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R P G A M E R . C O M   -   E D I T O R I A L S

Nonlinearity: The Illusion
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Gabriel Ang
FAN EDITORIALIST



So, is true nonlinear games a real possibility? Or is it just a dream by fantasy-indulging people like me?

Personally speaking, in the past I couldn't wait to see the day that I could play a sword-swinging hero out to save the world, destroy it, get drunk in the nearest tavern, accidentally blow up someone's house or any of the unfathomable possibilities that lie in between. I always used to dream about the ability to play the gray areas between the fine lines drawn by developers. I desired to do things my own unique way. At times I wished the game would play more like real life than some make believe life-in-box.

But as you grow older, you need to draw your own fine line (puns, egads!) between the possible and impossible. As a person believing that impossible is nothing but an excuse made by people who don't have the guts to get what they want, you'll just have to concede at times. Based on the various and near insurmountable obstacles to reaching the dream of nonlinearity, some things just have to be laid to rest. It would simply be too much for any person to handle.

Then again, how about the illusion of nonlinearity?

As I've said before, many games like Fallout have tried to stretch the illusion of nonlinear games to far reaches, but a game that makes people say "Boy, what CAN'T you do in this thing?" has yet to exist. This is most likely due to time and medium constraints. Unlike an attempt at true nonlinearity, making a game with the illusion of nonlinearity can be made within a finite medium and a finite time, as opposed to the possible never-ending stretch true nonlinear games would need. You only really need one thing:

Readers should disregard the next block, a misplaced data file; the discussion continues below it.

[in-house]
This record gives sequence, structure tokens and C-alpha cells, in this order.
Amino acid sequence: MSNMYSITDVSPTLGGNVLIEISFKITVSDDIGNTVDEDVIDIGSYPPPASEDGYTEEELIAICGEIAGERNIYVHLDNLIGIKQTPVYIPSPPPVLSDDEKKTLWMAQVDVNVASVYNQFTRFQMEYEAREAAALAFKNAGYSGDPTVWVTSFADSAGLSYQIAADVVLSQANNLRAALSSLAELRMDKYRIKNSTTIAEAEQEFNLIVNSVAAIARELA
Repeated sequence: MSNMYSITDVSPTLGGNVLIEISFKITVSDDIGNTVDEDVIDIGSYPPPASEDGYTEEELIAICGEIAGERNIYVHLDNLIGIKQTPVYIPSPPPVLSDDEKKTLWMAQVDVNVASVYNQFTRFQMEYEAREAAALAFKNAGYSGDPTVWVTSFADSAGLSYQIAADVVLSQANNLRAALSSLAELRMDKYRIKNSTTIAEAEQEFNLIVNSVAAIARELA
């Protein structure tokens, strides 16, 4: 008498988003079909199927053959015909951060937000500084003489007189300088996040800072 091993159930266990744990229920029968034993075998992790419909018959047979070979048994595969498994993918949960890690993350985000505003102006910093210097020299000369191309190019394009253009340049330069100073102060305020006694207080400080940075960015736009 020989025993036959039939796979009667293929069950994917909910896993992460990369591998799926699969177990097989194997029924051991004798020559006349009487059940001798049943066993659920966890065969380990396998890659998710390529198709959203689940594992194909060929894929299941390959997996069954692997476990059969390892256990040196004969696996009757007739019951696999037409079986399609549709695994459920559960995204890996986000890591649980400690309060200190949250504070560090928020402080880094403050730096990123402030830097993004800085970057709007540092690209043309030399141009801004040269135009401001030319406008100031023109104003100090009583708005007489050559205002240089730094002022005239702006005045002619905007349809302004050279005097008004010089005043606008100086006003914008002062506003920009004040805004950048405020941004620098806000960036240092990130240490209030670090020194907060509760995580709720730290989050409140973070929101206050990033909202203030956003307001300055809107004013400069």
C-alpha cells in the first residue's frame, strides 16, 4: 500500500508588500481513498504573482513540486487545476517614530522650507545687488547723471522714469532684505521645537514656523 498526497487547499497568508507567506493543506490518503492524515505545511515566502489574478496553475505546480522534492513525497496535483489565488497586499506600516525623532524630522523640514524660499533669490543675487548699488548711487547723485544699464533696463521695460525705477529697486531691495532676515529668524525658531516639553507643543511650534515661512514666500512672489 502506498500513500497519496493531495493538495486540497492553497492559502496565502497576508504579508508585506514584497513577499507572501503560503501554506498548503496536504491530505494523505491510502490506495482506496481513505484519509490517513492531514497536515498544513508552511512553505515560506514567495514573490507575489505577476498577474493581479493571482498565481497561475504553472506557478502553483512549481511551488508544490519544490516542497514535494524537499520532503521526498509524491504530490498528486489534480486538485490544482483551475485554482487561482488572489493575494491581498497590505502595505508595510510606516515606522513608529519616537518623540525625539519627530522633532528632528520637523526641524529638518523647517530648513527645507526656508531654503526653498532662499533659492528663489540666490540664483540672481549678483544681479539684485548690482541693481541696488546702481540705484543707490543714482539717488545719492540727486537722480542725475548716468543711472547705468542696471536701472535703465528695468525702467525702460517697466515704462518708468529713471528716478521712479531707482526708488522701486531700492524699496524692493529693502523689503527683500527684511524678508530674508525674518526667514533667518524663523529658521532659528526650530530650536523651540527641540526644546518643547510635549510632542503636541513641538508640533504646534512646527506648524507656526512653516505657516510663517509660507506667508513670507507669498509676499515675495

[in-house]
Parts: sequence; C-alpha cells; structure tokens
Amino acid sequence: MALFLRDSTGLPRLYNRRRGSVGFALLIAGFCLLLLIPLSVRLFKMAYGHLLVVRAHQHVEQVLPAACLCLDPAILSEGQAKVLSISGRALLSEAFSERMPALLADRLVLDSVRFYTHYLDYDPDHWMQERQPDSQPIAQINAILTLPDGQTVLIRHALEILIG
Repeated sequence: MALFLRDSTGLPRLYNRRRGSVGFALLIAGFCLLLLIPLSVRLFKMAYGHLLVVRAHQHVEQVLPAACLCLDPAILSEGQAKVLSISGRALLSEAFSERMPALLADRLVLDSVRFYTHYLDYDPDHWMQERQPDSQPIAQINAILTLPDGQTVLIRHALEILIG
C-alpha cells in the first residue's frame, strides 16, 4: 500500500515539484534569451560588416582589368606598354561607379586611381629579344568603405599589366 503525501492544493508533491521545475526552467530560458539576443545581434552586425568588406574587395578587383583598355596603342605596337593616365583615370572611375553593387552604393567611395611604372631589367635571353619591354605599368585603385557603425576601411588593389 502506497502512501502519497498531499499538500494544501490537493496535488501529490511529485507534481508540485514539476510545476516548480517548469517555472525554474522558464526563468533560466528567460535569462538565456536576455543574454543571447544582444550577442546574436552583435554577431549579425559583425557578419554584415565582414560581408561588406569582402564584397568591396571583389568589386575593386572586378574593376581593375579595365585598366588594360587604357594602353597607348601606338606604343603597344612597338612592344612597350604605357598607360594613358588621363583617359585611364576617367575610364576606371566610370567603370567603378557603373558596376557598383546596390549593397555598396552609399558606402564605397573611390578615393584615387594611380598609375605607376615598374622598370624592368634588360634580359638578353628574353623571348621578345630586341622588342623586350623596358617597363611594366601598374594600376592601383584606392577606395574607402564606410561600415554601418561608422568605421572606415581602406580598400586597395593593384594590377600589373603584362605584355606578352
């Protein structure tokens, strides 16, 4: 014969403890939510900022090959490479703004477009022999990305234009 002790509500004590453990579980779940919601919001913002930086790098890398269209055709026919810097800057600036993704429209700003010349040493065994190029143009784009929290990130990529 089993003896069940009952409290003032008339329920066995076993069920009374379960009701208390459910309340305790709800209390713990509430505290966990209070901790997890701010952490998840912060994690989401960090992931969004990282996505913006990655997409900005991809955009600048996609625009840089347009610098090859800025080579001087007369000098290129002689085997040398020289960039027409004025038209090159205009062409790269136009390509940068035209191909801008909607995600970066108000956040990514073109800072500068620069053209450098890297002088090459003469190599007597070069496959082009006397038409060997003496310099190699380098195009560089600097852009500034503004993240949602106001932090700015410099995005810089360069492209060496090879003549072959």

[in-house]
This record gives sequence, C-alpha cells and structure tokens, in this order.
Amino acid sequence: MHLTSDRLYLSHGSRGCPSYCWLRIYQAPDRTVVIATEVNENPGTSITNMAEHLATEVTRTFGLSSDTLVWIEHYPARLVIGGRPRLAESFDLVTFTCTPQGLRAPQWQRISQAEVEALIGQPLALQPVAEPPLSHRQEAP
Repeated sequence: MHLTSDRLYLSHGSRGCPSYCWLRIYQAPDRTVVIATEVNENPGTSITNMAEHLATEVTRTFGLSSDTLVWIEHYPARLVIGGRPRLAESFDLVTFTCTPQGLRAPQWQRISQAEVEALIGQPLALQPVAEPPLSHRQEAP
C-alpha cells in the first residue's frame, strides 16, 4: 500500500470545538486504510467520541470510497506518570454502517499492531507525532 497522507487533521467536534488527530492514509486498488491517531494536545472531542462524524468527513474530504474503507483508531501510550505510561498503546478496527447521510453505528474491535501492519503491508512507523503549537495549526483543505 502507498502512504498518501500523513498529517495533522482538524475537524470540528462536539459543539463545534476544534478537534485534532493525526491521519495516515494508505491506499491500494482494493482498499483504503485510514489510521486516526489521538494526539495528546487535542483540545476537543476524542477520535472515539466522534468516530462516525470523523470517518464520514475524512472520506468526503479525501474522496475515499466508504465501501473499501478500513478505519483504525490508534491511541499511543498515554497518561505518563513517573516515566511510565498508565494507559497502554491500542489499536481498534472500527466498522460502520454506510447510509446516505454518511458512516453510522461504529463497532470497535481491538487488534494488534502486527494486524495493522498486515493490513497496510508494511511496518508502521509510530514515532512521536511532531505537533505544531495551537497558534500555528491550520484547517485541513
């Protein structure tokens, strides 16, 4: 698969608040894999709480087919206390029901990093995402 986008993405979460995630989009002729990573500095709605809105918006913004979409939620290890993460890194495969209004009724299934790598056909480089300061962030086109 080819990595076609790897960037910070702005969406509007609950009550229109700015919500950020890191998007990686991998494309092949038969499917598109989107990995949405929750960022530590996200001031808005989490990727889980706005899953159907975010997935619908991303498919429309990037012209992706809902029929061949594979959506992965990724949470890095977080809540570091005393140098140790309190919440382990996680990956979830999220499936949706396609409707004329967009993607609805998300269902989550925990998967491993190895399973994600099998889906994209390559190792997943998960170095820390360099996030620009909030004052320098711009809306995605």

As I've said before, many games like Fallout have tried to stretch the illusion of nonlinear games to far reaches, but a game that makes people say "Boy, what CAN'T you do in this thing?" has yet to exist. This is most likely due to time and medium constraints. Unlike an attempt at true nonlinearity, making a game with the illusion of nonlinearity can be made within a finite medium and a finite time, as opposed to the possible never-ending stretch true nonlinear games would need. You only really need one thing:

An enormously huge game which has a ridiculously large set of possibilities such that, though finite, it becomes virtually impossible for a person to experience it all completely.

In other words, a game large enough that no one's going to see all of it anyway.

When we look at it, realistically speaking, no one's going to be playing a game that large long enough to see it all. If the game is large enough to accommodate the gamer, it's going to be more or less nonlinear to the person in the end, because no limits in the game can itself be found. That is the illusion, but will it satisfy?

Even if the game is enormous, if the other aspects suck, no one is going to play a game you put all your hard work into. The term "nonlinear" or the illusion thereof doesn't put a guaranteed seal on the game. Developers have to make sure that the game runs like a game should, with other game aspects that go along with the whole experience.

Will this suffice? I'm sure that many of us clamor for a game that's going to bring in more freedom of play than the previous one, and in the endgame this illusionary nonlinear game may just be the farthest we can realistically reach into absolute playing freedom. Perhaps... in ways we just have to be content.

In retrospect, there IS one that we can consider a truly nonlinear experience: LIFE.

Try it. It's good when you get the hang of it. No such thing as save and reload though.




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